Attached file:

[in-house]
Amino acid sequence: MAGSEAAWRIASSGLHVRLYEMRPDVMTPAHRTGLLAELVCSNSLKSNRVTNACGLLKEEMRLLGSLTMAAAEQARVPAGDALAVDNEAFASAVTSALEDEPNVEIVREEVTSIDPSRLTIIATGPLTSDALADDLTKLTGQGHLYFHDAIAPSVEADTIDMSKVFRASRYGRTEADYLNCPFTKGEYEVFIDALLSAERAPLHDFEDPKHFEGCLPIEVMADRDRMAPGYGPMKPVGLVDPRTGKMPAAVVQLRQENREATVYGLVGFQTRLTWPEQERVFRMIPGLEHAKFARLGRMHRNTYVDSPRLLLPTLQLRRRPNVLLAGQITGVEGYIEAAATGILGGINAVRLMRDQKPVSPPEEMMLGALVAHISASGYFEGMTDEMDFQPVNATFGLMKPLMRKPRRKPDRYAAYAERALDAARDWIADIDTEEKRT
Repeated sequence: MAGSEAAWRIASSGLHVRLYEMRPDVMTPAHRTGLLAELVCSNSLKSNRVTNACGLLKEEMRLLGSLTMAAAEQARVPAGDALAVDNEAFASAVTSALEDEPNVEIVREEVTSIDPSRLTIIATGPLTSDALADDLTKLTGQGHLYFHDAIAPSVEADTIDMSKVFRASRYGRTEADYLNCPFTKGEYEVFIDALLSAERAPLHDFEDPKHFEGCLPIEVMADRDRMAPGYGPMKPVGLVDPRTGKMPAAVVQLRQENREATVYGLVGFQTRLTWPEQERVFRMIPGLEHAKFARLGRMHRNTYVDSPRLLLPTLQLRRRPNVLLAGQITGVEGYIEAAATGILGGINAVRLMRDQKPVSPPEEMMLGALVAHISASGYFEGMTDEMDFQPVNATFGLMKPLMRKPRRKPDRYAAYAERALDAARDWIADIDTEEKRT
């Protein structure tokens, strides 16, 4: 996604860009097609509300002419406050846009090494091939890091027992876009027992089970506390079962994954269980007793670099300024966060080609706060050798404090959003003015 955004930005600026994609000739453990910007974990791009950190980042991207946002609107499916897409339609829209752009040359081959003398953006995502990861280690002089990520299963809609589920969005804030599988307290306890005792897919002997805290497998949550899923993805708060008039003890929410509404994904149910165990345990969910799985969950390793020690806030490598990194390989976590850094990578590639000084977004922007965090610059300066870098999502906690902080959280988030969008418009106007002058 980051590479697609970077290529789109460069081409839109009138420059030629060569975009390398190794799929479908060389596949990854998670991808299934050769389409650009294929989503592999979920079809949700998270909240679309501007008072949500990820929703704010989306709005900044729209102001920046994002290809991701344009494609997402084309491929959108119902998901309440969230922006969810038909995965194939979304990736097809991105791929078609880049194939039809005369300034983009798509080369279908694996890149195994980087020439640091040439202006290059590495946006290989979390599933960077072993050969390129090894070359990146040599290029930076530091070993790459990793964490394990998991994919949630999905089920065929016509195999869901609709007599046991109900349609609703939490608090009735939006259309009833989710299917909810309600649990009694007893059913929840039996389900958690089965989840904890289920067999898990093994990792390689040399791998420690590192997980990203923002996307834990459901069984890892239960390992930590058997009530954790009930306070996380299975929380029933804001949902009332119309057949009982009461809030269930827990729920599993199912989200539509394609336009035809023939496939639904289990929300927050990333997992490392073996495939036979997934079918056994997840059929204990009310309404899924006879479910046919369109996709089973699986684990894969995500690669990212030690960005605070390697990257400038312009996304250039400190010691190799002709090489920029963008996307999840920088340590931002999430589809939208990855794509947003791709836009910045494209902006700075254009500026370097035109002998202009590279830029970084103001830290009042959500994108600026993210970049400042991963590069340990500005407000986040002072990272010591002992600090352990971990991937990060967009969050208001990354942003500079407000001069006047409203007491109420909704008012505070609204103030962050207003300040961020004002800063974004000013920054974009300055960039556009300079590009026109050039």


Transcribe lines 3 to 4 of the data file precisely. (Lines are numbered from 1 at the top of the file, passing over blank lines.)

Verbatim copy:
Repeated sequence: MAGSEAAWRIASSGLHVRLYEMRPDVMTPAHRTGLLAELVCSNSLKSNRVTNACGLLKEEMRLLGSLTMAAAEQARVPAGDALAVDNEAFASAVTSALEDEPNVEIVREEVTSIDPSRLTIIATGPLTSDALADDLTKLTGQGHLYFHDAIAPSVEADTIDMSKVFRASRYGRTEADYLNCPFTKGEYEVFIDALLSAERAPLHDFEDPKHFEGCLPIEVMADRDRMAPGYGPMKPVGLVDPRTGKMPAAVVQLRQENREATVYGLVGFQTRLTWPEQERVFRMIPGLEHAKFARLGRMHRNTYVDSPRLLLPTLQLRRRPNVLLAGQITGVEGYIEAAATGILGGINAVRLMRDQKPVSPPEEMMLGALVAHISASGYFEGMTDEMDFQPVNATFGLMKPLMRKPRRKPDRYAAYAERALDAARDWIADIDTEEKRT
């Protein structure tokens, strides 16, 4: 996604860009097609509300002419406050846009090494091939890091027992876009027992089970506390079962994954269980007793670099300024966060080609706060050798404090959003003015 955004930005600026994609000739453990910007974990791009950190980042991207946002609107499916897409339609829209752009040359081959003398953006995502990861280690002089990520299963809609589920969005804030599988307290306890005792897919002997805290497998949550899923993805708060008039003890929410509404994904149910165990345990969910799985969950390793020690806030490598990194390989976590850094990578590639000084977004922007965090610059300066870098999502906690902080959280988030969008418009106007002058 980051590479697609970077290529789109460069081409839109009138420059030629060569975009390398190794799929479908060389596949990854998670991808299934050769389409650009294929989503592999979920079809949700998270909240679309501007008072949500990820929703704010989306709005900044729209102001920046994002290809991701344009494609997402084309491929959108119902998901309440969230922006969810038909995965194939979304990736097809991105791929078609880049194939039809005369300034983009798509080369279908694996890149195994980087020439640091040439202006290059590495946006290989979390599933960077072993050969390129090894070359990146040599290029930076530091070993790459990793964490394990998991994919949630999905089920065929016509195999869901609709007599046991109900349609609703939490608090009735939006259309009833989710299917909810309600649990009694007893059913929840039996389900958690089965989840904890289920067999898990093994990792390689040399791998420690590192997980990203923002996307834990459901069984890892239960390992930590058997009530954790009930306070996380299975929380029933804001949902009332119309057949009982009461809030269930827990729920599993199912989200539509394609336009035809023939496939639904289990929300927050990333997992490392073996495939036979997934079918056994997840059929204990009310309404899924006879479910046919369109996709089973699986684990894969995500690669990212030690960005605070390697990257400038312009996304250039400190010691190799002709090489920029963008996307999840920088340590931002999430589809939208990855794509947003791709836009910045494209902006700075254009500026370097035109002998202009590279830029970084103001830290009042959500994108600026993210970049400042991963590069340990500005407000986040002072990272010591002992600090352990971990991937990060967009969050208001990354942003500079407000001069006047409203007491109420909704008012505070609204103030962050207003300040961020004002800063974004000013920054974009300055960039556009300079590009026109050039």